The art of paragraphing

Part of the reason why paragraphing is so tough is that there aren’t as many rules governing it—but then, that leaves it open for us to play with paragraphs to great effect. Paragraphing can affect meaning and pace. It’s a powerful tool that I, for one, want to learn to wield better.

One way I’ve found I try to use paragraphs to better effect is to write a paragraph of a character reasoning something out, then break to give the conclusion:

Maria shook her head. Jimmy couldn’t have stolen the diamonds. It wasn’t possible. But the passer-by was talking to the policeman, so they were both innocent. The heiress was in the kitchen, flirting with the maitre d’. And Constantina was returning a book to the public library.

That only left Jimmy.

Note that we still organize paragraphs around the same topic. Here, this set of paragraphs are all about Maria ferreting out the suspect in the case of the missing diamonds. The first paragraph, especially, is organized around a central theme. It could even have a topic sentence: “Maria sorted through the possible suspects.

And like in nonfiction, there’s a logical progression and coherence among the paragraphs. Here Maria (rather quickly) goes through an actual logical theorem of sorts, persuading herself from the emotional denial (“Jimmy can’t have done this”) to what she knows must be true (oh, but he did).

In reality, I’d break up that first paragraph between “It wasn’t possible.” and “But the passer-by . . .” Which is the exact kind of thing that made me want to write this post: why do we paragraph the way we do? I think in this example, I want to change paragraphs because she’s almost “changing sides” in her mental argument: “A is true” versus “But A cannot be true.”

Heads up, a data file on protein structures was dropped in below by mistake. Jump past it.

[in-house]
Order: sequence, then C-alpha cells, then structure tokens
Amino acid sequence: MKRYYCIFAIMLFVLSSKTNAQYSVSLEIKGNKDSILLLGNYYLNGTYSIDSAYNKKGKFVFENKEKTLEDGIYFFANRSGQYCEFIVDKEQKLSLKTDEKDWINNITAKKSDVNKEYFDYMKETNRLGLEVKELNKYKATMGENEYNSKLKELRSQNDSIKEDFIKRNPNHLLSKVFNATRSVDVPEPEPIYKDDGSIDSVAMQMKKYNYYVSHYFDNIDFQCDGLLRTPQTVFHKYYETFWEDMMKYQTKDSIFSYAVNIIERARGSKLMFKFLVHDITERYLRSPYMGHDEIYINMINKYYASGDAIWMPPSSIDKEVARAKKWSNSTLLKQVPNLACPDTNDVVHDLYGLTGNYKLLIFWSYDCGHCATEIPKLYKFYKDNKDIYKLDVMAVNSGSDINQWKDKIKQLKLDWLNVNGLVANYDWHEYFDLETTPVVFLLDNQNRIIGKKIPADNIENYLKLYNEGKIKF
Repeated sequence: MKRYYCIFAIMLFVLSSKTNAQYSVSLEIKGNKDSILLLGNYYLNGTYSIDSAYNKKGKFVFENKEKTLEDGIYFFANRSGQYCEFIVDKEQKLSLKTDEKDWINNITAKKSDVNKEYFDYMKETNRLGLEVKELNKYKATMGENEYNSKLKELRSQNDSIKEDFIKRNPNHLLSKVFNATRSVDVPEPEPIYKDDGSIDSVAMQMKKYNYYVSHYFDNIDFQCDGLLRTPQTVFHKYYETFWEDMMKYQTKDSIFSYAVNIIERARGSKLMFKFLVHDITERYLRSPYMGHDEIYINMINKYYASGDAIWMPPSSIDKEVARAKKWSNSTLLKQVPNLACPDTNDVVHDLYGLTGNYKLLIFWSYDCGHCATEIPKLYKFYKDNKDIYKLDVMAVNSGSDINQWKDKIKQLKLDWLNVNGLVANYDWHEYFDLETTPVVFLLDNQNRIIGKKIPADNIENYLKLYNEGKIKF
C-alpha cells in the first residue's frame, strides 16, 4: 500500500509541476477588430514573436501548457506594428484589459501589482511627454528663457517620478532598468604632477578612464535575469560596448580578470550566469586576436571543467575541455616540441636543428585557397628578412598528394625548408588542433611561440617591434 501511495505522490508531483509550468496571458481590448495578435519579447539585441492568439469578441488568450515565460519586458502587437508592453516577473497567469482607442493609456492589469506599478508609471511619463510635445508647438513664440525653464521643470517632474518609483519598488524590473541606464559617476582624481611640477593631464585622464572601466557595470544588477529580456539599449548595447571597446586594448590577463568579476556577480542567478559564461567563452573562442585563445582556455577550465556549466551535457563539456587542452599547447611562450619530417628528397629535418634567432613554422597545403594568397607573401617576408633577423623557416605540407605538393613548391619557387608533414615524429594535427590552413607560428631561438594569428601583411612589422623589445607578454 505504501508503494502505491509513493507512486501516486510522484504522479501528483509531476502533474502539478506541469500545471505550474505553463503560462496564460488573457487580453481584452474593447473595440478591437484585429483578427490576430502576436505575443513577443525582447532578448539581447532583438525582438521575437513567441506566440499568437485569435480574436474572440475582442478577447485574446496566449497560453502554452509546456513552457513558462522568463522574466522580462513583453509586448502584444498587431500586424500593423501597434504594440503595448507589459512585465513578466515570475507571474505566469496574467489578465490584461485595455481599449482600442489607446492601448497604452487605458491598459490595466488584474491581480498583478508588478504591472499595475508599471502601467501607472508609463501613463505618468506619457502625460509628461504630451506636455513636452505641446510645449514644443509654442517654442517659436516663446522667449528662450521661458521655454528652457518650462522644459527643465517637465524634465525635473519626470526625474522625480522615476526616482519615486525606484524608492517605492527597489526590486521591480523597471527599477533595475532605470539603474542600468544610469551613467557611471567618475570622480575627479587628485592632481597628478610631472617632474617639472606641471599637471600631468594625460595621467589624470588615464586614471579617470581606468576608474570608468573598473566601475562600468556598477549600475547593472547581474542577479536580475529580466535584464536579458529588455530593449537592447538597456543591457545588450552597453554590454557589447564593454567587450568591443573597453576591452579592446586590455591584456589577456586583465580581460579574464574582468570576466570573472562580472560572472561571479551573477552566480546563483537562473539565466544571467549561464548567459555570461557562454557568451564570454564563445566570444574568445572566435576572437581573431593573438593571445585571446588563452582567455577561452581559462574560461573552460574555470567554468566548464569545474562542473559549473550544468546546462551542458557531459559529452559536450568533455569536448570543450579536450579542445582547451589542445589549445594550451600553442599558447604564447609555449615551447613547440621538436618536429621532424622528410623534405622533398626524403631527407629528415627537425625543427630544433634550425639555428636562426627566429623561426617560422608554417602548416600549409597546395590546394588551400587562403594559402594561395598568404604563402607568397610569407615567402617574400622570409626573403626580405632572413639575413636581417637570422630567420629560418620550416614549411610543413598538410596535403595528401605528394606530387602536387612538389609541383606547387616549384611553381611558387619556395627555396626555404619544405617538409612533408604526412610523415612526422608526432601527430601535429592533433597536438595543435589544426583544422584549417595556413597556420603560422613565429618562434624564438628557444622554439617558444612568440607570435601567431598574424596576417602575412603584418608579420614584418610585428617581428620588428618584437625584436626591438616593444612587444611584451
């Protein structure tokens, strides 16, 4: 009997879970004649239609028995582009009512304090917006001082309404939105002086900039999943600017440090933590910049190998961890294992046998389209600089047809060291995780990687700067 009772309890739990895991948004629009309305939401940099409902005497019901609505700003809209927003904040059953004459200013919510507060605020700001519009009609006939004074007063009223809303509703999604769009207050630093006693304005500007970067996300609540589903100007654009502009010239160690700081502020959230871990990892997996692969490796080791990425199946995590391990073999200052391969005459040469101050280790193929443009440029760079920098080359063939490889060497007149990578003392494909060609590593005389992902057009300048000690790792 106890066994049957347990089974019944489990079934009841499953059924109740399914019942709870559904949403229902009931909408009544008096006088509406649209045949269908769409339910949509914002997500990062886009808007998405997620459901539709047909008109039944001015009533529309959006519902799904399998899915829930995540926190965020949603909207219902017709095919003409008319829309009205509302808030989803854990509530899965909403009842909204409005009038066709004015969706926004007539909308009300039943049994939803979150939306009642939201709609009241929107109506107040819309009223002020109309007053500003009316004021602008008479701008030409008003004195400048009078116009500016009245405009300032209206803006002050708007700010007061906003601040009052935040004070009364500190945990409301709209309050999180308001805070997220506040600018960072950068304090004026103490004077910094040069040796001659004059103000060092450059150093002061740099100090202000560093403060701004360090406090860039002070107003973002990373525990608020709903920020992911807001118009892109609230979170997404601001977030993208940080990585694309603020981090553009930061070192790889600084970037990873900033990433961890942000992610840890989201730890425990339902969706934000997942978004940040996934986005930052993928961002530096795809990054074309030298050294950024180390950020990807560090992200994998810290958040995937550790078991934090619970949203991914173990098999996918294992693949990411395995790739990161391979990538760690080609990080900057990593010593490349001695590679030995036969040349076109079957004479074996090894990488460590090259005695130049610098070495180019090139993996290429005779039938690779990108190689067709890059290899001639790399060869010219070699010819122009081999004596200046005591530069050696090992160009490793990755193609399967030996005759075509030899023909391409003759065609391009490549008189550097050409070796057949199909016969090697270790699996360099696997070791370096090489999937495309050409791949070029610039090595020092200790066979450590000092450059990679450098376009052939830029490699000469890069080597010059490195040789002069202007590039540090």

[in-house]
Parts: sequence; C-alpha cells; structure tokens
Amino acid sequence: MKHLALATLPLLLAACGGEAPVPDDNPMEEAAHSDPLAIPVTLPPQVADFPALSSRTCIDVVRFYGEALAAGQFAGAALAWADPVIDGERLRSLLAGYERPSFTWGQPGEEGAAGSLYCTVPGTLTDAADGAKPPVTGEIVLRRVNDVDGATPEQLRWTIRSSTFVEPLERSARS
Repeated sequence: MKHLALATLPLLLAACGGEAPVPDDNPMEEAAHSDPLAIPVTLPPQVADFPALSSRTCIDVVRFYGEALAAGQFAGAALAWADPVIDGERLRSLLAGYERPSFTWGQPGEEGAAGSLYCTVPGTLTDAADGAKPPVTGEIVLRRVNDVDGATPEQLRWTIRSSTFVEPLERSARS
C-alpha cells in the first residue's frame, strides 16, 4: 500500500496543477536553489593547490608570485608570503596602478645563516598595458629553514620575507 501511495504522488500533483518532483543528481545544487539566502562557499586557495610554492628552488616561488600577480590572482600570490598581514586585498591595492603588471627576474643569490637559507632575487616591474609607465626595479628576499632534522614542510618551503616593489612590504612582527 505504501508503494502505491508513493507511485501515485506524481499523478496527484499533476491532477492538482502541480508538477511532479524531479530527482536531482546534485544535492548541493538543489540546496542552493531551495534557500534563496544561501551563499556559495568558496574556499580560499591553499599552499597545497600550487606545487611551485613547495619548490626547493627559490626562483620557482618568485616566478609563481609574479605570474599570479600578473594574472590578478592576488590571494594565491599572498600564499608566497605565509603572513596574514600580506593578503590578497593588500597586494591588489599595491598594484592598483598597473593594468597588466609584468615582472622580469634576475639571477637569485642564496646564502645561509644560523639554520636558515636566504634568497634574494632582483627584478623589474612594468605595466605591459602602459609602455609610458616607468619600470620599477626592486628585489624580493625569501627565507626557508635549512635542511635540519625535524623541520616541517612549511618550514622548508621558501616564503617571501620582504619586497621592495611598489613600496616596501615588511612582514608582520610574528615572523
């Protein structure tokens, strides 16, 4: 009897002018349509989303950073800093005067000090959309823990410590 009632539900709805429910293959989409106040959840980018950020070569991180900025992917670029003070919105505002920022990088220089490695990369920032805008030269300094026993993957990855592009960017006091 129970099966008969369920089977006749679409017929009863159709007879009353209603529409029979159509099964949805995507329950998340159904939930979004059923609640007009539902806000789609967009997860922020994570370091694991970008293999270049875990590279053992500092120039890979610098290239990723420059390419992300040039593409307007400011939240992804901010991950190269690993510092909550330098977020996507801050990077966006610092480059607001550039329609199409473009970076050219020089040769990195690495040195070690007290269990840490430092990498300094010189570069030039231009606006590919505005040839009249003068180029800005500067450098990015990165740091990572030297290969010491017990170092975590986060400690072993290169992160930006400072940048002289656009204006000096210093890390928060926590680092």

I could see an argument for breaking there and then joining “That only left Jimmy” to that paragraph, too. It seems to come down to how dramatic we want that conclusion to be. (And I have a sneaking fear I’m an overdramatic paragrapher!)

What do you think? How does art play into paragraphing? How does “art” play in to your paragraphing?

Photo by Windell H. Oskay,

4 thoughts on “The art of paragraphing”

  1. OMG that pretzel is awesome.

    I do that sometimes. Another thing to consider during paragraphing is to keep to strict chronological order.

    The door crashed open. The wind was howling.

    See, that’s a bit backwards. The wind blew the door open, so you want to keep it that way. Keep cause-and-effect in mind and lead with the cause.

    The wind was howling. The door crashed open.

  2. I like your thought that paragraphing might be an art. It reminds me a bit of how we write poetry… breaking up lines to create both audible rhythm and visual beauty. The “rules” work so well in non-fiction, but it seems hard to put many hard and fast ones in place for fiction, except maybe, as you’ve pointed out, changing paragraphs in dialogue when a new person speaks. I think I’m a little too creative at times, using paragraph breaks for dramatic emphasis.

    And I love that pretzel, too!

    1. Oh, I love that reference to poetry. So true!

      I’m afraid I’m an overdramatic paragrapher as well. Should there be a twelve-step program?

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